Dubrovnik, Croatia

Dubrovnik
photo © mytouristmaps
During the Yugoslavian civil war (1991-1992) Dubrovnik was hit by about two thousand bombs.
After the war the city was rebuilt with traditional techniques and original materials; now the splendor of Dubrovnik is reflected in the white marble of its old town, one of the medieval villages best preserved in Croatia and in the world.

Dovrefjell Nat. Park, Norway

Musk Ox
photo © NTNU, Faculty of Natural Sciences / Flickr
The Dovrefjell National Park is the only area of Norway where you can see the majestic musk ox: a large mammal of the caprinae family, known for its thick coat that reaches almost the ground and the characteristic odor of musk.
 
During the period of love, rival male musk oxen fight to conquer females: they collide head to head at the speed of 60 km/h making a noise that you can hear in kilometers.
 
The guided tour starting from Oppdal, Knogsvoll, Furuhaugli and Hjerkinn, have a duration of 4-7 hours on a distance of about 10-13 km of enjoable and easy hiking.

Bear in mind that if the musk ox feels threatened, he might attack, therefore it is suggested to keep at least 200 metrs distace from them. If you are too close and you see them looking towards you and scrolling their head, you could be in real danger. 
 
The park ecosystem includes other animals like wild mountain reindeer, arctic foxes, golden eagle and gyrfalcon.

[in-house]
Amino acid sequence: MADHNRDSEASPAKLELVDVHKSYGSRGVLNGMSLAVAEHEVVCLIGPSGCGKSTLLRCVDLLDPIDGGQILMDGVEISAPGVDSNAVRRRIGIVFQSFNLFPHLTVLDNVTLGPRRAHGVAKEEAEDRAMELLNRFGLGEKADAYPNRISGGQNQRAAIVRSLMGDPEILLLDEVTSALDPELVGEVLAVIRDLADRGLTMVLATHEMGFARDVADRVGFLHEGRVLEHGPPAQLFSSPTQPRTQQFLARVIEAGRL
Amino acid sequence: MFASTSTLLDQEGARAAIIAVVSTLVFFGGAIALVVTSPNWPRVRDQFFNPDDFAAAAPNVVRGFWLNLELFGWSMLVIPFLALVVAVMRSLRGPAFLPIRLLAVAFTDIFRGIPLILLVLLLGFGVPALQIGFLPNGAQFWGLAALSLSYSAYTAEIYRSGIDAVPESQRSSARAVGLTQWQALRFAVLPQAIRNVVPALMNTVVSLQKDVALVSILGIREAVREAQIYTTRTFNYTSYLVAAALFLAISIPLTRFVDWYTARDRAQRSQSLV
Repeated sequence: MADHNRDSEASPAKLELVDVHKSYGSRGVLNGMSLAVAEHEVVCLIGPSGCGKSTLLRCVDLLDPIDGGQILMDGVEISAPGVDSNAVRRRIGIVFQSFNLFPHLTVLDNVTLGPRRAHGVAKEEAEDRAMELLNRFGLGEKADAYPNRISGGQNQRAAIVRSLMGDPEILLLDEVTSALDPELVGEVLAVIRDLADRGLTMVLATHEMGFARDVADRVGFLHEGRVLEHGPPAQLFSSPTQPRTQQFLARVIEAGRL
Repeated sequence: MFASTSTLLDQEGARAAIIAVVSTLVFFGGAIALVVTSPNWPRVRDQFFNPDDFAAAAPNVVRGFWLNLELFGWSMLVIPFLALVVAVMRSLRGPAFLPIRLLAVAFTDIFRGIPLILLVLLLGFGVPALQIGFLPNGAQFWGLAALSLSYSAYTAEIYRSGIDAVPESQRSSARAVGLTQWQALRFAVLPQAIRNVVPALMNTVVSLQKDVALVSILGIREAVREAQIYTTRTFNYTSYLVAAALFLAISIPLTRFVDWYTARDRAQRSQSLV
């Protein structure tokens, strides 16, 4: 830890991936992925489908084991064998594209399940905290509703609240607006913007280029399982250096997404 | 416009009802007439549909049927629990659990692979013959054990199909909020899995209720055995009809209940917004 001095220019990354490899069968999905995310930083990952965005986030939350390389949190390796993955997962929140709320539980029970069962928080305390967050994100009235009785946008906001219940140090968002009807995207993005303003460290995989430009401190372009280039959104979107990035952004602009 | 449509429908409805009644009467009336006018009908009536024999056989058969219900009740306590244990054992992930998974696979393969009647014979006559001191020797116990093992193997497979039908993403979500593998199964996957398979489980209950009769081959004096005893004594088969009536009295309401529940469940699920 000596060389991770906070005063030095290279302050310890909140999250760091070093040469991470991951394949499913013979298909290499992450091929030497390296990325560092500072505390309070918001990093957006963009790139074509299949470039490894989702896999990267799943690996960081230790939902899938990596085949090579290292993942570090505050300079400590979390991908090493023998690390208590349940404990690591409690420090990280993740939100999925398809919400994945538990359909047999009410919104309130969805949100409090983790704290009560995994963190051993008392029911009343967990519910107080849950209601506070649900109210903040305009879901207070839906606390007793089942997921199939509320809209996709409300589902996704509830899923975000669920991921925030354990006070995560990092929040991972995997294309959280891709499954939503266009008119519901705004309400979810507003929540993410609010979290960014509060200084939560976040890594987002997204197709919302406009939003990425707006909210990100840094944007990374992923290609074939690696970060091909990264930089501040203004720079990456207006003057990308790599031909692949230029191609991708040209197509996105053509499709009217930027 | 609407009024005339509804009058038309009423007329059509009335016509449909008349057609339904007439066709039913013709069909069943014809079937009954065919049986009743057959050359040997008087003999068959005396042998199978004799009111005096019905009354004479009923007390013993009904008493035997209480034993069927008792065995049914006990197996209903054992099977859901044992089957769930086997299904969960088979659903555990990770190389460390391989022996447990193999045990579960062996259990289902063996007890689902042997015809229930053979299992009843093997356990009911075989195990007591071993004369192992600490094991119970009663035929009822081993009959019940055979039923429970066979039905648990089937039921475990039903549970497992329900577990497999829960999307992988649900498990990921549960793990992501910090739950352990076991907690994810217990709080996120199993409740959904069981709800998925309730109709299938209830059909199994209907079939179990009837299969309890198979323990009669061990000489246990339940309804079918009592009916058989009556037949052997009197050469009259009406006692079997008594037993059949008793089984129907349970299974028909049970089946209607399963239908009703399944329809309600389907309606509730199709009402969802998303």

Sarajevo, Bosnia and Herzegovina

Sarajevo eternal flame
photo © mytouristmaps
The peculiarity of Sarajevo, the capital of Bosnia and Herzegovina, is the multi-ethnicity and the coexistence among the various religions settled during his history: Muslims, Jews, Catholic-Orthodox and Christians live together with tolerance.
Among the most important places of worship, there are four mosques, a cathedral and two Orthodox churches, a cathedral and two Christian churches and two Jewish synagogues.
 
One of the most significant monuments, the eternal flame of Sarajevo, commemorates the liberation from the Nazis and the victims of World War II.

Sahara desert, Morocco

Sahara
photo © mytouristmaps
In the Sahara desert, you can meet the nomadic people who still live in one of the most inhospitable areas of the planet. Today there are about one million nomads who live in the North of Africa.

 

Brahim, our Berber guide at the Chegaga Erg (Morocco), lived in the desert until the age of fifteen years, now he lives and works in the “city” of Mhamid; he says that he will return to live in the desert … a nomad can’t live without the sensation of freedom that only the infinity of the desert can give.

Vilnius, Lithuania

Frank Zappa Statue
photo © Mirco Consoli
In Vilnius, there is a statue dedicated to Frank Zappa: American composer, guitarist and singer, genius. He is referred to as the father of modern music.


“A country is really a country when it has an airline and a beer. And in the end is a good beer that you need most”
. Frank Zappa.

Corcovado Nat. Park, Costa Rica

Corcovado Costa Rica
photo © mytouristmaps

One of the most dangerous snakes of Costa Rica is the viper Fer- de-Lance … according to Tom, our guide in Matapalo… “after it bites you, you only have time for a cigarette…”

Matapalo is located ten kilometers from Corcovado (Osa Peninsula), a national park that conserves the largest primary forest on the American Pacific coast and it’s one of the best areas in the world for biodiversity.